Hand that Rocks the Cradle by Nathaniel Bluedorn
I Am Legend by Richard Matheson contains a novella (I Am Legend) and a bunch of short stories. When I first started reading it I thought I might have nightmares from the vampires but I persevered and after the first few scenes the attacks are not as frightening. Many of the stories were a bit more physically violent than I usually read, and certainly not appropriate for children, but they were often intelligent. The novella, by the way, is very different from the recent movie.
Thirty Seconds Over Tokyo by Ted Lawson is the tale of his experiences as one of the pilots sent to bomb Tokyo on the Dolittle Raid after Pearl Harbor was bombed. It was enthralling and I tore through the book in two days. A young man (though one old enough to engage in conversations of the reality of war) would thoroughly enjoy this book as a part of a history study of WWII. It was written during the war, so the Japanese and Germans are identified plainly and bluntly as enemies of all Americans. The Chinese and many missionaries in China are repeatedly praised. It's been made into a movie, but I haven't seen it.
The Swiss Family Robinson (Signet Classics) by J. D. Wyss is, of course, the story of a family shipwrecked on an island and forced to survive in relative paradise but isolation for over ten years. I was amazed at how quickly I read and how interested I was to see what would happen next because the writing itself was a bit ponderous. Though their knowledge of natural history and "modern" (early 1800s) industrial techniques vastly improves their quality of life, a good bit of it is not really accurate. It should also be noted that this is some sort of enchanted island that contains kangaroos, penguins, lions, tigers, ostriches, and elephants, among other animals. It may also be disturbing to contemporary readers that upon nearly ever encounter with a newly discovered animal, they shoot one or two.
A Wonder-Book for Boys and Girls by Nathaniel Hawthorne is a collection of classic myths retold for children. They were wonderful and I'm considering reading them with the kids next year. I'm currently reading the second volume, Tanglewood Tales.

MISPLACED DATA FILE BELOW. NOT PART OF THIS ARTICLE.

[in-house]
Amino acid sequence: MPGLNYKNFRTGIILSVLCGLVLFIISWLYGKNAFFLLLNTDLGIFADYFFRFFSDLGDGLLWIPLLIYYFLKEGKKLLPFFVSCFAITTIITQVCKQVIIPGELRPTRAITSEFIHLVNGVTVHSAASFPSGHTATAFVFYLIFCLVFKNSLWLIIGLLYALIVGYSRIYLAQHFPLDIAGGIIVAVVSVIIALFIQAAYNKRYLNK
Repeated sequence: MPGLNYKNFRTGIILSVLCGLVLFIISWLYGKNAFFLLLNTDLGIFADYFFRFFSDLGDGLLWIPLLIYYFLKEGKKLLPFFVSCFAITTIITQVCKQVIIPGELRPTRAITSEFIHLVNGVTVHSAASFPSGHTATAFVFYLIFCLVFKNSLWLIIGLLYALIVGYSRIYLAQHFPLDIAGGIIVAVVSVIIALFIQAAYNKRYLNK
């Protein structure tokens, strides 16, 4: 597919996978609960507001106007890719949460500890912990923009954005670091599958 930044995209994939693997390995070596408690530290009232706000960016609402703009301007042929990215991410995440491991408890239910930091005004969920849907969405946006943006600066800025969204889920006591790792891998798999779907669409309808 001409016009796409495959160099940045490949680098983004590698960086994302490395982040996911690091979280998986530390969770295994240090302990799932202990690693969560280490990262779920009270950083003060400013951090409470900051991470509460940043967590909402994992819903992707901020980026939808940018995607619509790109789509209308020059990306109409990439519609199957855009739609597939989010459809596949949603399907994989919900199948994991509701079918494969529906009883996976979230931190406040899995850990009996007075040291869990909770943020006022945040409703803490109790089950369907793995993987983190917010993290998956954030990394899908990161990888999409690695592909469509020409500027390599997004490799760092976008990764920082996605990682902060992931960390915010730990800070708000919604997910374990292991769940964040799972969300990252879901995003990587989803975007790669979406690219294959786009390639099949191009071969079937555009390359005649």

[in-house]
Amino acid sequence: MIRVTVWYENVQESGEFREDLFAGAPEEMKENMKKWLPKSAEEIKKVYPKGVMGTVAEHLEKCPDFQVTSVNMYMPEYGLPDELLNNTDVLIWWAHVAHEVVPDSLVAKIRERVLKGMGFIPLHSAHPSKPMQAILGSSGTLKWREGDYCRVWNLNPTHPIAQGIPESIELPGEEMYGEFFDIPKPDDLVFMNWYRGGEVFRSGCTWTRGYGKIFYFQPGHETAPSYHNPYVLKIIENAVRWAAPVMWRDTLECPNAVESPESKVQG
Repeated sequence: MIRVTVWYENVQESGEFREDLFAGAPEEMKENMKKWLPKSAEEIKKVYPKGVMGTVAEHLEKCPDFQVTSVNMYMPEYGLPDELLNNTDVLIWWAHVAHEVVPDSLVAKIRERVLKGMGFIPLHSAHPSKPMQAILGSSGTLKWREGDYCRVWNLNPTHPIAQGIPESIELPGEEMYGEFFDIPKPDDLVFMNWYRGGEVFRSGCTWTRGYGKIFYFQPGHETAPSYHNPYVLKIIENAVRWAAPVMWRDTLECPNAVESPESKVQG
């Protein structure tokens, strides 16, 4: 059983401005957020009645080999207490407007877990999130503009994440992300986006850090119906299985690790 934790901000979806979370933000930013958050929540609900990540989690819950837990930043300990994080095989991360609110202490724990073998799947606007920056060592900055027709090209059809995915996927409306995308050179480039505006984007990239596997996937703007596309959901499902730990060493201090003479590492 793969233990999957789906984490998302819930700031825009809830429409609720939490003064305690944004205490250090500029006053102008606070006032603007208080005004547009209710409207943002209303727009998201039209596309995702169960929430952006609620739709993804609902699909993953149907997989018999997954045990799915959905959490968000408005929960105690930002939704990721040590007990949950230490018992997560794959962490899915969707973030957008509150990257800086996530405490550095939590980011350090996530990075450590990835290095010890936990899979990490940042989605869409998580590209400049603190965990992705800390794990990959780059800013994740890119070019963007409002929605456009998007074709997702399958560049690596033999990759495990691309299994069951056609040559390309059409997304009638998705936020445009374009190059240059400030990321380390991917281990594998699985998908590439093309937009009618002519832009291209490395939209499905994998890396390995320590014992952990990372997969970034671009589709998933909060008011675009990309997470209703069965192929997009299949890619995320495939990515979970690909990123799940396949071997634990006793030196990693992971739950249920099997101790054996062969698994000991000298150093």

We also saw a few movies recently that were interesting enough for me to want to share.
Food, Inc. - We actually watched this in January. It's not a objective documentary, but a movie with an agenda. I can't say whether all they claim is true. (I'd like to know what some of our friends with big commercial farms think.) If even a part of it is true, though, it should change how you think about food. We already eat very few processed foods, try to have a large garden and raise our own eggs, but this movie made me want to do even more. It's available to watch instantly at Netflix.
The Karate Kid (the new movie) was surprisingly good. We enjoyed it immensely. Jaden Smith and Jackie Chan were fun to watch as a team. I loved some of young Smith's expressions. I have to admit I couldn't help thinking about my children facing bullies and how complicated and difficult that can be. Hopefully they'll be much older before we have to deal with it. There was also one scene where the two children kiss. (They're only twelve.) It didn't seem crucial to the plot and I think the movie would have been better without it.
Babies - Have you seen this movie? I loved watching these babies grew up and was fascinated by what was shown. It's also not an objective documentary. In my case, it generated more questions about how other cultures raise children than it answered. I am also sure I would never let them come and film my children or my house! The babies are adorable and many of their facial expressions are universal. Even Kansas Dad seemed to enjoy the bits and pieces he saw as he was being productive around the house while I held the sick baby and watched. This one is also available to watch instantly on Netflix.